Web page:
must necessarily be filled with spirit3
and the conception of God's infinite
ubiquity in the form of an infinite sphere from the latter-Bradwardine con-
structed and formulated a Christian response to Aristotle's denial of void beyond
the cosmos and concluded that "by means of His absolute power God could
make a void anywhere He wishes inside or outside of the world. Truly even now
there is in fact an imaginary void place outside of the world, which I say is
void of any body and of everything other than God .. . . " 39
To supplement Bradwardine's lengthy treatment, let us now summarize the
views of another major fourteenth-century figure, Nicole Oresme, whose brief
discussions appear in two commentaries on Aristotle's De caelo, the first in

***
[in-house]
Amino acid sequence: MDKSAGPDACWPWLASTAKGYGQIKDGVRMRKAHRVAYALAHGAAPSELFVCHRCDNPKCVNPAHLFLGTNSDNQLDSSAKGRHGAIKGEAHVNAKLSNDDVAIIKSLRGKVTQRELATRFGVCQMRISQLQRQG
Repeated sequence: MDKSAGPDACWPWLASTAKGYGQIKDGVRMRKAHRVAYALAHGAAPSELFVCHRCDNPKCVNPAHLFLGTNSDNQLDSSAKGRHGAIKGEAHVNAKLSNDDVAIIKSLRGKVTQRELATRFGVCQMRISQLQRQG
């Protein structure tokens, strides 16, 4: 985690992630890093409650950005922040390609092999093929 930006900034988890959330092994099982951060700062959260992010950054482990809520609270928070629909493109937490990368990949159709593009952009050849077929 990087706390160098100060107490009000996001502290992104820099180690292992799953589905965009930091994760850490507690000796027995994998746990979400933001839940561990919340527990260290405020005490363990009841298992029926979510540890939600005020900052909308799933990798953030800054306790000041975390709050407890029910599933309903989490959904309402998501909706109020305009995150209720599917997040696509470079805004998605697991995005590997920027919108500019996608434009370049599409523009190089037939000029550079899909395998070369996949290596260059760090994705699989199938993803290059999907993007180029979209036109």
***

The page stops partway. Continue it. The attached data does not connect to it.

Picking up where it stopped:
probably written early in his career, say in the late 1340's or early 1350's,
the second in French (Le Livre du ciel et du monde)
and completed in 1377,
as far as is known his last extant work.
35 The Latin text was published by Clemens
Baeumker, "Das pseudo-hermetische 'Buch
der vierundzwanzig Meister' ( Liber XXIV
philosophorum )" in Beitriige zur Geschichte
der Philosophie des Mittelalters, 1927, Band
XXV, Heft 1/2, pp. 194- 214. The definitions
appear on pp. 208, 210, and 212.
36 Bradwardine's version agrees with
Baeumker's text. This famous definition was
apparently formulated by the anonymous
author of this treatise. It also in8uenced Cusa,
Ficino, Bruno, and Fludd (see Yates, Gior-
dano Bruno, p. 247 and n. 2) and an anony-
mous Coimbra commentator (see col. 515 of